It was getting dark by the time I got my driveway clear. Clean, precise scrapes that glimmered in the dusk. I couldn’t help to think what the boys back home might have thought about me, Charlie Casola, out here in prairie land freezing my balls off. But it beat the alternative.
I threw down a cup of salt then looked over the work. There’s something to be said about a job well done. Something few people appreciate nowadays. Then I took a look at Mr. Pistone’s driveway. What the hell.
Mr. Vern Pistone was a Bronx guy—I could just tell. And being a Bronx boy myself I tried to look out for the guy. I dug in. Nice, solid shovelfuls of Minnesota gold, thinking how funny it was how we were neighbors and all. I rubbed my back, stiffer than a Mother Cabrini nun. There’d been a segment I’d caught on the news about exertion. People’s tickers giving out on them right there in the driveway. Now wouldn’t that be something, after all I’d been through, to go out like that.
Another scoop, another stab of pain. Then I heard a voice that sounded like one of my ex-wives’.
“Hey, what do you think you’re doing?”
A group of the kiddies, all bundled up tight. The short one up front thought he was something, his red splotchy cheeks spilling out of his scrunched up hood as he yapped. But it was too cold for games.
“I’m baking a cake, morons. Now get over here and be useful.”
“That’s not how it works, old man. See Mr. Pistone didn’t pay up.”
Sounded like “piss stone”, to hear him say it. I set my shovel straight, scanning this little suburban outfit. All of them in the same clothes, same boots, same smug expressions on their pudgy faces. Little snowflakes to their mothers, but too much of rap music and television had turned them brash. I was young once, so I tried to reason with them, motioning towards the street.
“So what gives, you trying to make some cash?”
“Now you’re getting it, Pops,” said the ringleader. I’d bet my left testicle that the chubby little snot hadn’t seen tit since his mama’s. The kid reminded me of guy back home–a guy who hadn’t done so well for himself.
The snowflake sneered at my driveway. “And you know what? You didn’t pay up either.”
This would be where my ex-wife would tell me to drop it. But she was in sunny Florida with that dipshit accountant husband of hers. I tightened the grip on my shovel.
“You’re Grabowski’s kid, aren’t you?” I said to Napoleon. “What, ya think because you grew some pubes you can muscle your way around? Nah, I didn’t come up here to the arctic just to take shit from fucking Brian Grabowski’s kid. Nope. I set the curled edge of my shovel just over his head. “Look kid, just head up the road and enjoy your day off, okay?”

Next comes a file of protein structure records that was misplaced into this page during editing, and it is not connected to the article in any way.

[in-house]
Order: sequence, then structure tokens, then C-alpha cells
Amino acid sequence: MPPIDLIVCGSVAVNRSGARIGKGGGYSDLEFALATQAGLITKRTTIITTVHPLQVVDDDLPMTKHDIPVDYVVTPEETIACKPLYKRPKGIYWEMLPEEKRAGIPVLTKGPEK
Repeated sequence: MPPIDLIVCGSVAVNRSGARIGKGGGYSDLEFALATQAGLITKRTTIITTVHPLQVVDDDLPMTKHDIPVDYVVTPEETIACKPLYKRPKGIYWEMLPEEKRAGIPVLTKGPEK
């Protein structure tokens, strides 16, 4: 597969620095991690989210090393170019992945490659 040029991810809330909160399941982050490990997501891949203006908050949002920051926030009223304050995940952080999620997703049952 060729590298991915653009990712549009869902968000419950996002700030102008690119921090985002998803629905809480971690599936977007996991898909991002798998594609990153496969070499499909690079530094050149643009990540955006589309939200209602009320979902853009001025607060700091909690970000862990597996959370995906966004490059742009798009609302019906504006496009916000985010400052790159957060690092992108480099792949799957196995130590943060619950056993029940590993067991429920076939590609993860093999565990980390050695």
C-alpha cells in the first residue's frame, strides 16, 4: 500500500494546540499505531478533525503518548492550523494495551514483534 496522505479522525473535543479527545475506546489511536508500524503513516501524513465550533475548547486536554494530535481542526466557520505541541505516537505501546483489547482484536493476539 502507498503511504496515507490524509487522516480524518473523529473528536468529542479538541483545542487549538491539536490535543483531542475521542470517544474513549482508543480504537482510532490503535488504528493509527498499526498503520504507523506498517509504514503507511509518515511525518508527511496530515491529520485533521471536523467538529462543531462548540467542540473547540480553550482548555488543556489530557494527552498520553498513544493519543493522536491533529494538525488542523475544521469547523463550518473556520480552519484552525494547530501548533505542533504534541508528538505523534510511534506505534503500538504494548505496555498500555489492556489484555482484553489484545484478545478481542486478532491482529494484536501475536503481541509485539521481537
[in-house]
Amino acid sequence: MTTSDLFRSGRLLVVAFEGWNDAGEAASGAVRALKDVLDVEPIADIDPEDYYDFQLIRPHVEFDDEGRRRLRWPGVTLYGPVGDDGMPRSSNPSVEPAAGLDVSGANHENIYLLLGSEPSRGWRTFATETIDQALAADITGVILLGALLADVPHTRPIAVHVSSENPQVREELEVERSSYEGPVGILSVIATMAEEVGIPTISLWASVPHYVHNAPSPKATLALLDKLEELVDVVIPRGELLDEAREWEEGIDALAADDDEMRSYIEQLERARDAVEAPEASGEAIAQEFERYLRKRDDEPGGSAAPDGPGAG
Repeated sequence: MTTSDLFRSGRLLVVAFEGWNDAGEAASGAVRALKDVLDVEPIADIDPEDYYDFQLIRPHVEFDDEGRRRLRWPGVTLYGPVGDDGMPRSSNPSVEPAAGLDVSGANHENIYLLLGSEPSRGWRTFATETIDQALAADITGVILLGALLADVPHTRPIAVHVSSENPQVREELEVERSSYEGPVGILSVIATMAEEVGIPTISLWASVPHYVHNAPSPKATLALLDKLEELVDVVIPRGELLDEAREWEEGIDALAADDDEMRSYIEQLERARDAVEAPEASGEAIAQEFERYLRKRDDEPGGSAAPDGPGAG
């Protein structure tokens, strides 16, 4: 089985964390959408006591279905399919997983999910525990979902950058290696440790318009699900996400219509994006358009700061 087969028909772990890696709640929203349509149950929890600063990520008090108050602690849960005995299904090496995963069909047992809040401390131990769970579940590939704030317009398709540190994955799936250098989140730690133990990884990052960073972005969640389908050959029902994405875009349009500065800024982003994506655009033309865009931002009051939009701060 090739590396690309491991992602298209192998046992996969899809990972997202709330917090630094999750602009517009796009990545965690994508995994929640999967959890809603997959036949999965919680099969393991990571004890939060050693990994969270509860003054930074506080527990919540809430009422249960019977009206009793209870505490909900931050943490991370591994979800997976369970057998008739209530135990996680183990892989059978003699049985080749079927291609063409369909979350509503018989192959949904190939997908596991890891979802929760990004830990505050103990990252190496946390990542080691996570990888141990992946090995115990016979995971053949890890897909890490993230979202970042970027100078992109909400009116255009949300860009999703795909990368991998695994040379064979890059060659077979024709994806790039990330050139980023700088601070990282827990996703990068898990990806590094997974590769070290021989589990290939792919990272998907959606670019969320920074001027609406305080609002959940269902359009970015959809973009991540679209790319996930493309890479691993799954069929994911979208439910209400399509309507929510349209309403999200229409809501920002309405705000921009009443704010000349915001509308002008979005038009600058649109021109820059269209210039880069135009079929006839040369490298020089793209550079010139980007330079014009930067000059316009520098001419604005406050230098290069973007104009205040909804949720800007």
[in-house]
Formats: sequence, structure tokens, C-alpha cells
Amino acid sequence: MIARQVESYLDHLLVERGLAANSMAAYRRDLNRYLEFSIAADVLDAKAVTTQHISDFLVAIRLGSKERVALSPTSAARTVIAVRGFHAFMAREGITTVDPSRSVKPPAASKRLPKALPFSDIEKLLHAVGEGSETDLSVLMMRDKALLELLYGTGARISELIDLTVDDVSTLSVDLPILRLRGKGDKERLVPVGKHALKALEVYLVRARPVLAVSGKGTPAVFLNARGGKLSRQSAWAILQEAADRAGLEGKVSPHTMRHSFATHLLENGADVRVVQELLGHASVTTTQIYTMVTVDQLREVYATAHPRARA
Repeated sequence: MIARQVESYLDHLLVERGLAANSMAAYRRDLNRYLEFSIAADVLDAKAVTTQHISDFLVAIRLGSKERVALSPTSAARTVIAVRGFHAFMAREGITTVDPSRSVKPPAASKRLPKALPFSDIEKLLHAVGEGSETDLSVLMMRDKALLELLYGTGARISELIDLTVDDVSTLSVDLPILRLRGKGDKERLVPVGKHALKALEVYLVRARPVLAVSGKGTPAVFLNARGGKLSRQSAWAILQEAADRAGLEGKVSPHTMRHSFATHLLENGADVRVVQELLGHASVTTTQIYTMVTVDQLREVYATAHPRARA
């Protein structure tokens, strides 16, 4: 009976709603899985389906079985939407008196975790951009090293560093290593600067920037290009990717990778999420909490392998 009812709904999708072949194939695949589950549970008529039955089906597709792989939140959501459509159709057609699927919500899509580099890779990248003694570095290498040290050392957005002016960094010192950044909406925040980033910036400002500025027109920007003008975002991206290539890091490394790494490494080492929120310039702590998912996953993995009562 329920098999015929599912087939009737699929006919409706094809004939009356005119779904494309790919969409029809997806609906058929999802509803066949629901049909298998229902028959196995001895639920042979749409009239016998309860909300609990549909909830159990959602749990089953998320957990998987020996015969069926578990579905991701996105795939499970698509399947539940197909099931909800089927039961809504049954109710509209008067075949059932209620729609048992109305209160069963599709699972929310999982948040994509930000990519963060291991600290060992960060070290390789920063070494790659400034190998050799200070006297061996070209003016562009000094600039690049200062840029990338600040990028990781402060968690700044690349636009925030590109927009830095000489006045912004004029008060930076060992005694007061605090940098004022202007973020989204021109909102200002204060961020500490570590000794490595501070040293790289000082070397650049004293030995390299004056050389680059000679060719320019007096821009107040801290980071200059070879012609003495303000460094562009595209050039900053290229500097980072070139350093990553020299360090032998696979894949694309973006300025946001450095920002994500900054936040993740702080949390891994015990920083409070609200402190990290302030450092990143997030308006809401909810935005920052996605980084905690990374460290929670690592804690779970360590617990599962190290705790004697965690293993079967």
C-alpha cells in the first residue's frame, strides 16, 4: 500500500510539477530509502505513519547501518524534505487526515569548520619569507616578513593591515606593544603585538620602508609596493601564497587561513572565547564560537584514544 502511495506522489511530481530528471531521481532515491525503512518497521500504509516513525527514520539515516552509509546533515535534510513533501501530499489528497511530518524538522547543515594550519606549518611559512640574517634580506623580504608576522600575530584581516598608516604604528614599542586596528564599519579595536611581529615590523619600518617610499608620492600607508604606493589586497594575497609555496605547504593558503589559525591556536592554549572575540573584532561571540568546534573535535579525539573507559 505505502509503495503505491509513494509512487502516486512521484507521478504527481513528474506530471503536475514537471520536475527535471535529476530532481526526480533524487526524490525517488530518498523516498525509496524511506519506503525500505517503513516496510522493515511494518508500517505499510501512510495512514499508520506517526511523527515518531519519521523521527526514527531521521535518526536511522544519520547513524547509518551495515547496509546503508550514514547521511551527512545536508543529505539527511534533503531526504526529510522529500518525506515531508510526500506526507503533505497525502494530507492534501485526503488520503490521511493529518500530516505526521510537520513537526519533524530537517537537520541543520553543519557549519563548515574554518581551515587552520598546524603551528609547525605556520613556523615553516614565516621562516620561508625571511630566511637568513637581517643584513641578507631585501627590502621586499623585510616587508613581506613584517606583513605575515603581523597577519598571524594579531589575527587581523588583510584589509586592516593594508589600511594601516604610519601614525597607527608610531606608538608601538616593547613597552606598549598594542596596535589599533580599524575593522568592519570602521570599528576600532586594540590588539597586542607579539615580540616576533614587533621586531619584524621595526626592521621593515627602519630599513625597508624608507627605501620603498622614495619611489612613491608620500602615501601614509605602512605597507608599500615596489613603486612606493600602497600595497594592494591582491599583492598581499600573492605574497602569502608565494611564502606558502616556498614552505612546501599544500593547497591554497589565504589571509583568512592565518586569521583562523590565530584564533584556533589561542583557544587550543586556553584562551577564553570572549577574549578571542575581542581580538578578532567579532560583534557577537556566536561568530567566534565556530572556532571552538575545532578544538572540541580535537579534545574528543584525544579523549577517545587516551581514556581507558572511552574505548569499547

But these kids, I tell ya, they’d never learned. Never in their lives had someone told them no. They’d certainly never been stomped bloody by their father’s polyester-clad foursome with metal cleats after kicking around the golf balls on the green. At least I was guessing they hadn’t, because the little shits marched right over to my driveway and began shoveling snow onto the clean pavement.
That was it for me. As far as I knew the local news hadn’t said a damned thing about kicking some mouthy kid’s ass being bad for your ticker. I tossed the shovel and went for the scraper, ready to inflict some pain when Mr. Pistone’s door wrenched open.
He was a ghost of pale. His bathrobe open to the world, exposing a fuzzy of snowy chest hair while his fraying Kiss-Me-I’m-Italian boxer shorts gaped dangerously close to un-Pistoning themselves right there in the winter wind.
“It’s taken care of, Charlie,” he warbled, and a chill ran up my thermal underwear. But the kids were clueless, gushing with laughter and pointing directly at Vern the Burn while carrying on. I could’ve told them not to do that, but why bother? They had it coming, especially when they went right back to filling in my driveway. Only so much you can do for people, you know?
The little snots heard it before they saw it. The shiny Lincoln clambering down the road, its chains catching the ice as it dug to a stop. I turned back to Pistone, still at the door, his gold St. Christopher piece glinting under the porch light. He winked at me, and in that cigar smoking rasp said, “This ends now.”
The Lincoln’s doors swung open. Sinatra poured into the night. Sal Valentino eased out of the passenger side with a seven iron. Behind the Lincoln was a Cadillac, a couple of Oldsmobiles, Benny Wattenberg’s ’68 Ford Galaxy. The whole gang was there. Ralph, Eugene, Johnny, even Victor “Vegas” Triola–thought to have died in Jersey twenty years ago–hobbled out, his walker gliding across the ice.
The twerps weren’t smiling then. They knew they’d overplayed their hand. Some of them tried to run but fell in a panic. Ralph came at them with a switch that could tame a mule. Their cries pierced the wind. A few faces peered out from windows. Johnny went to handle things.
The details of what happened next are only discussed inside Moose Lodge 754. But I will say this. Those kids needed to learn some respect. To learn what Vern and I already knew: that a gang is only big and bad until something bigger and badder comes along. That there are dues to pay. An order to abide by. The code of the streets.
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